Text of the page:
Hernandez has the advantage in strikeouts, total whiffs, and quality of opponent. Plus, he was able to complete seven full innings. They each had five combined hits and walks, so really Lugo’s only advantage is that he didn’t allow a home run. Keeping the ball in the yard is important, but in the end they each allowed only one earned run; it just so happened that Hernandez’s was the result of Brett Gardner planting one(*) in the outfield seats.
(*)To quote esteemed Yankees’ radio play-by-play voice John Sterling.
Taking all that into account, the discrepancy in whiffs and strikeouts has moved me to crown King Felix the winner of Tuesday’s best pitching performance. Here’s hoping for a rejuvenated Hernandez down the stretch, it was nice to see him look like his old self for a change.
Yesterday’s biggest home run
Eric Hosmer — 444 feet
The Royals took it to Michael Fulmer on Thursday, forcing the Tigers’ ace to exit a game before completing three innings for the first time in his young career. He allowed four runs in the first — three of which were unearned — but bounced back with a clean second frame. Fulmer could have easily rebounded after that rough first inning to have another typically strong outing, but Eric Hosmer would have none of that.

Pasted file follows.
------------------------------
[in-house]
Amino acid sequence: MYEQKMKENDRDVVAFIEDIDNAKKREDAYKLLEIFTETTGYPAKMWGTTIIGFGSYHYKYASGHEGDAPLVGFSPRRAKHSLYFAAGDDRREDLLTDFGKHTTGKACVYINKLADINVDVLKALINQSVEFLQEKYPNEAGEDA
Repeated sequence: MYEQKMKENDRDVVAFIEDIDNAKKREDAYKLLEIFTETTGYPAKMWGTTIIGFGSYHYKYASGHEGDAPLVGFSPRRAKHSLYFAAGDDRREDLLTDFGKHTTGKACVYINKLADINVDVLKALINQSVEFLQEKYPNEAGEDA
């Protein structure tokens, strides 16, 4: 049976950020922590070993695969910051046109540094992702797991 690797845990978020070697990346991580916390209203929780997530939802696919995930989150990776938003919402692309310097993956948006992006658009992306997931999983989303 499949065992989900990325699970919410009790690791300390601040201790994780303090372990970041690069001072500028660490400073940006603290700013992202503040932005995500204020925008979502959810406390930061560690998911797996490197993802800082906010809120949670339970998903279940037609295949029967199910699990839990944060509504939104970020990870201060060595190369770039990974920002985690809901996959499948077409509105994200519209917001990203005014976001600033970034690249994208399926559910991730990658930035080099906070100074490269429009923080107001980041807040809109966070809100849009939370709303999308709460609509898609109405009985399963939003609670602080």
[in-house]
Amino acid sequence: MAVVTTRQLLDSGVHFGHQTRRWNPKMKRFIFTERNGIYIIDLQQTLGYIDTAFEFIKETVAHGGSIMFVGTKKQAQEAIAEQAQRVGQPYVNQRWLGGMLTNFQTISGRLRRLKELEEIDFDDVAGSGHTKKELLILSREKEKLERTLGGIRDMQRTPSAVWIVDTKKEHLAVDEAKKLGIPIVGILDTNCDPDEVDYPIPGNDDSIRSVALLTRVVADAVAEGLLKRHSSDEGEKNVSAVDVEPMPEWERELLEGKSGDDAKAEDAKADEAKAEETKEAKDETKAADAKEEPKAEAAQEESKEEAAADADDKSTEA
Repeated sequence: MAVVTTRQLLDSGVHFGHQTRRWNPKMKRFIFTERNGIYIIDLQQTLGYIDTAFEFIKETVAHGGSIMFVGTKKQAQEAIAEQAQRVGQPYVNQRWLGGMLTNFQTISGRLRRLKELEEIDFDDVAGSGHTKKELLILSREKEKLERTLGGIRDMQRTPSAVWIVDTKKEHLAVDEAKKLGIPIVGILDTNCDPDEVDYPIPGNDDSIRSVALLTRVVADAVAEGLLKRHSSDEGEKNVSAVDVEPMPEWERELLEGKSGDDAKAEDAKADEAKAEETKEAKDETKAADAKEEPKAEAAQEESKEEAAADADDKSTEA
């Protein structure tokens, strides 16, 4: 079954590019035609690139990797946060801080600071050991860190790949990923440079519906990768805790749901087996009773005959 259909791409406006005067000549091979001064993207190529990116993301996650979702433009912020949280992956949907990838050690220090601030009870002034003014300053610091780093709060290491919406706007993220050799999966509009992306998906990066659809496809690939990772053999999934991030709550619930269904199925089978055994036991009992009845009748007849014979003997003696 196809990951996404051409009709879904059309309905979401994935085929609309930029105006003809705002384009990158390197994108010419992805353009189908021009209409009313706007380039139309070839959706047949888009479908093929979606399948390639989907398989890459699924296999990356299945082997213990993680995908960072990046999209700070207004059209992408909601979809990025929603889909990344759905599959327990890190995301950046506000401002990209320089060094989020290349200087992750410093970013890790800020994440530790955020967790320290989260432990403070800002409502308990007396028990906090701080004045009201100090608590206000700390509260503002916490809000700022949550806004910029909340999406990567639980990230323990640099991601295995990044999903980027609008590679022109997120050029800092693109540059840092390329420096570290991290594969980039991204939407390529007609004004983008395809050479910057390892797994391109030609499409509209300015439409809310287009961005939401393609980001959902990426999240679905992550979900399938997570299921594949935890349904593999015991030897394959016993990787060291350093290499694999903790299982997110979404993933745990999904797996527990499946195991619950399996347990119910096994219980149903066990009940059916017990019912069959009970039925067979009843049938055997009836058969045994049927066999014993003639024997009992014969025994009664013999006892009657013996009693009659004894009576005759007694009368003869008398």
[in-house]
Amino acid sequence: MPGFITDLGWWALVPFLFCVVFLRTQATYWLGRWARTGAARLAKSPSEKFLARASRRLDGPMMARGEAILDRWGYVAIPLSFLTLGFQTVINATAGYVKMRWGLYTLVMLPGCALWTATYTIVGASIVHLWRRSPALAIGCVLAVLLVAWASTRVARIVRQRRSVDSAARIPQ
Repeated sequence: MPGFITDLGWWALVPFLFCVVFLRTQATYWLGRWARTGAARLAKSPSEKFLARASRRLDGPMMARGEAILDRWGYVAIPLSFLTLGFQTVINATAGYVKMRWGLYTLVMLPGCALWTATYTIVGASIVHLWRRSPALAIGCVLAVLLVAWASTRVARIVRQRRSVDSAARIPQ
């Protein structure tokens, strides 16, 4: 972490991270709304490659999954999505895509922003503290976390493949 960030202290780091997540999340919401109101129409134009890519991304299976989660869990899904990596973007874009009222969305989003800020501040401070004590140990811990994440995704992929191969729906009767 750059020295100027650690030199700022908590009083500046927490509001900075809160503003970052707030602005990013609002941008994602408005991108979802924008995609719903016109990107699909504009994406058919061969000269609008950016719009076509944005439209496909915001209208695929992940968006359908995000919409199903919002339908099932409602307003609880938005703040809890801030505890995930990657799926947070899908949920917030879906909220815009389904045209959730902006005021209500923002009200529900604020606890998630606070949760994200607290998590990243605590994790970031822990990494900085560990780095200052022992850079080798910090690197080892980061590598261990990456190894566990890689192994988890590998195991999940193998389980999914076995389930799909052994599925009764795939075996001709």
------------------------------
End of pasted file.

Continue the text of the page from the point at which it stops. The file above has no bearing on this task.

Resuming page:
After taking a slider low and inside for a ball, Hosmer looked at a 95 mile per hour fastball on the inside corner and saw the count even up at 1-1. Fulmer went back to the slider for his third pitch but this one was hung right down the middle and Hosmer jumped all over it. The ball left Hosmer’s bat at 105 miles per hour with a 26 degree launch angle and took 5.1 seconds to splash down in right-center field, which is only a little bit longer than it probably took for Fulmer to realize it just wasn’t going to be his night.